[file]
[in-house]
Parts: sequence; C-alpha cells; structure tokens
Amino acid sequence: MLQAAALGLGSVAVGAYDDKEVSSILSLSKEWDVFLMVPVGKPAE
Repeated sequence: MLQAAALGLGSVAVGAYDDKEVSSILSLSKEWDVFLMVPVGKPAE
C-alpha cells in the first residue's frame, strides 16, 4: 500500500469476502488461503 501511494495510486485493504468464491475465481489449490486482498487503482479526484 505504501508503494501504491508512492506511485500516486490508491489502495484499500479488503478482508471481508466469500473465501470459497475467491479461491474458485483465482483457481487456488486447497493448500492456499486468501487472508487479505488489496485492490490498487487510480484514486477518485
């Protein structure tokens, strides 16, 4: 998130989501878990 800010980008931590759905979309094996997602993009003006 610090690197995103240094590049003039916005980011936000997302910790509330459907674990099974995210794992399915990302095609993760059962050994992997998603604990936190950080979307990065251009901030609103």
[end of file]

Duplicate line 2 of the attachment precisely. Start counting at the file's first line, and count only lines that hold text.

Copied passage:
Parts: sequence; C-alpha cells; structure tokens